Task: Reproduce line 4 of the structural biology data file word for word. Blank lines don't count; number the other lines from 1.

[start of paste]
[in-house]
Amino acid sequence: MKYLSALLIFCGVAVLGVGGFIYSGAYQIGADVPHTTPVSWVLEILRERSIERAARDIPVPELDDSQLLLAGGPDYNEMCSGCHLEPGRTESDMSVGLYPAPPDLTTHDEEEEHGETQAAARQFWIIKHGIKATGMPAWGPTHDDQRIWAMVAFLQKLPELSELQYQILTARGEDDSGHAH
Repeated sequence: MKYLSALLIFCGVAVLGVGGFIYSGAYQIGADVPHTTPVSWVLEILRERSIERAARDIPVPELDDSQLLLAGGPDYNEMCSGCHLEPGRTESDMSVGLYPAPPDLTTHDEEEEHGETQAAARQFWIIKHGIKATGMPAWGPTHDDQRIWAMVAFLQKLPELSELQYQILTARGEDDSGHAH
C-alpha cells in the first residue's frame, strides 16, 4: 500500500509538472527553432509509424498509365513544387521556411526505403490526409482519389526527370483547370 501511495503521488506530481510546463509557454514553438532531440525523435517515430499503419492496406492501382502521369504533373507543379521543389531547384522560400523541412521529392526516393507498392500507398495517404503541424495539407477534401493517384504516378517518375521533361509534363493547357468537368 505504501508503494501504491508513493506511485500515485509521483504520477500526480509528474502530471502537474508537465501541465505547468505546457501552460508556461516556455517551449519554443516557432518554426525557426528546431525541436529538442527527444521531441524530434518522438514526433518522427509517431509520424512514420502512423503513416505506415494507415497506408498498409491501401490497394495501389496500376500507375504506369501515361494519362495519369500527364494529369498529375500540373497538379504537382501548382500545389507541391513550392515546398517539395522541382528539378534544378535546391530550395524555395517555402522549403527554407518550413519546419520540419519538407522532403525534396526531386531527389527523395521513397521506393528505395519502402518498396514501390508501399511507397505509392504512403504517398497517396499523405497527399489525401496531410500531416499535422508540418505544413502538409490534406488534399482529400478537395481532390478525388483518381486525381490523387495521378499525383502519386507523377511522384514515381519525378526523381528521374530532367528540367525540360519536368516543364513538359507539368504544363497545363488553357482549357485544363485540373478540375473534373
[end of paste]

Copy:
C-alpha cells in the first residue's frame, strides 16, 4: 500500500509538472527553432509509424498509365513544387521556411526505403490526409482519389526527370483547370 501511495503521488506530481510546463509557454514553438532531440525523435517515430499503419492496406492501382502521369504533373507543379521543389531547384522560400523541412521529392526516393507498392500507398495517404503541424495539407477534401493517384504516378517518375521533361509534363493547357468537368 505504501508503494501504491508513493506511485500515485509521483504520477500526480509528474502530471502537474508537465501541465505547468505546457501552460508556461516556455517551449519554443516557432518554426525557426528546431525541436529538442527527444521531441524530434518522438514526433518522427509517431509520424512514420502512423503513416505506415494507415497506408498498409491501401490497394495501389496500376500507375504506369501515361494519362495519369500527364494529369498529375500540373497538379504537382501548382500545389507541391513550392515546398517539395522541382528539378534544378535546391530550395524555395517555402522549403527554407518550413519546419520540419519538407522532403525534396526531386531527389527523395521513397521506393528505395519502402518498396514501390508501399511507397505509392504512403504517398497517396499523405497527399489525401496531410500531416499535422508540418505544413502538409490534406488534399482529400478537395481532390478525388483518381486525381490523387495521378499525383502519386507523377511522384514515381519525378526523381528521374530532367528540367525540360519536368516543364513538359507539368504544363497545363488553357482549357485544363485540373478540375473534373